2 In my opinion, all these regional finals would be fine and dandy if they led to something. Okay, you’re a big fish in Eastern Montana… but now where do you advance to? Shouldn’t this all be organized in a cohesive pattern of increasing difficulty for the best teams — or does my mind just work funny? I think that Montana needs a Montana State Championship Ranch Rodeo, and I believe the original intent that so many folks missed was that the NILE would be that. Somebody — the NILE, or the Montana Cowboy Hall of Fame, or this new Elite deal, or maybe me (if I can ever get all these kids raised and all these branding crews fed) — needs to organize a Montana State Championship Ranch Rodeo. Oh, sure, the whole deal will have to be handled with kid gloves because there will be a lot of dealing with fragile egos. A thorough dignitary will have to travel to visit with every ranch rodeo committee in the state, sweet-talking the committee members into participating and winning back lost souls. Then an advisory board with a representative from every participating ranch rodeo will have to come up with some rules that everyone can sort of agree on (even here in Montana, rules across the state vary greatly and everyone thinks their own are the best). Finally, the State Championship will have to be really attractive so that cowboys and cowgirls will want to come to it. I’m talking about low entry fees and generous payouts here. It’s all very simple. All we need is a $50,000 sponsor. We just need to get started!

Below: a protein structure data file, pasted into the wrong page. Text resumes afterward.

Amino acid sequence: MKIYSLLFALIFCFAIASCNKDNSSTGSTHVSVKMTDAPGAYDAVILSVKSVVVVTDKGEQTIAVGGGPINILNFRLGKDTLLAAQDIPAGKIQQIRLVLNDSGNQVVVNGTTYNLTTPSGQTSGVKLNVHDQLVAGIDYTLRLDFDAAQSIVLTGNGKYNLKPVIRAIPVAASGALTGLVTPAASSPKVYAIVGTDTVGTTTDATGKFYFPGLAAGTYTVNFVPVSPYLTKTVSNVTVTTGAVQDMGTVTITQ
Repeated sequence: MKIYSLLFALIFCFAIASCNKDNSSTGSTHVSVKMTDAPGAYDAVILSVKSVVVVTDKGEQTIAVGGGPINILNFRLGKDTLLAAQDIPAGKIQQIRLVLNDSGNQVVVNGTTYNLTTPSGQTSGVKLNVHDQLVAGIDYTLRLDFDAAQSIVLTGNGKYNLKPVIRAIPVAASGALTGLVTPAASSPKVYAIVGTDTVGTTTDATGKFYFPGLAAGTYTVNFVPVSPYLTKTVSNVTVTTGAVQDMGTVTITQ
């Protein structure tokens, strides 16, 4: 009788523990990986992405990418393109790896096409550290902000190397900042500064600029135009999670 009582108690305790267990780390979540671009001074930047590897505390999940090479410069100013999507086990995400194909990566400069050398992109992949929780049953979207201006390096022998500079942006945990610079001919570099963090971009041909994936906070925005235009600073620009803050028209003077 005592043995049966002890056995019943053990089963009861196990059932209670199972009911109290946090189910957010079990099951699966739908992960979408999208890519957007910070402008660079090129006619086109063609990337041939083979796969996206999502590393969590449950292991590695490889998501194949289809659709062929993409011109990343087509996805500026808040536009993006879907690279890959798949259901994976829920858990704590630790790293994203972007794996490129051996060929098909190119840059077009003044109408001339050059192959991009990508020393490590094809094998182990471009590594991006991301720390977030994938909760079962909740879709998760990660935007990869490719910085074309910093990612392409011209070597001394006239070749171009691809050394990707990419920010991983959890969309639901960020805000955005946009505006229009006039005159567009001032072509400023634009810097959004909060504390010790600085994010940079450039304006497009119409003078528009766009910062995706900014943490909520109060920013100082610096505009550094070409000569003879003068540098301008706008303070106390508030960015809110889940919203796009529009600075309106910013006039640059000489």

In an ideal world, which of course I know we’re not living in, the Montana Champion Ranch Rodeo Team would then advance to a National Finals Ranch Rodeo. The top two, three, even four teams from each state (ranch rodeo in New York, anyone?) could meet at a big indoor arena somewhere and compete for national bragging rights each year. Again, all it would take would be somebody picking a central location, setting a date, and doing a lot of talking to committees and sponsors across the country. I think I will get on this just as soon as I get to the bottom of the laundry pile.
Is there a possibility that a ranch rodeo in existence could become the National Finals Ranch Rodeo? Maybe the WRCA in Texas? Hmmm… I’m not sure; those Texans are pretty persnickety about their rules. But what about the fledgling Western States Ranch Rodeo Association, which holds yet another “finals” in Winnemucca, Nevada each fall?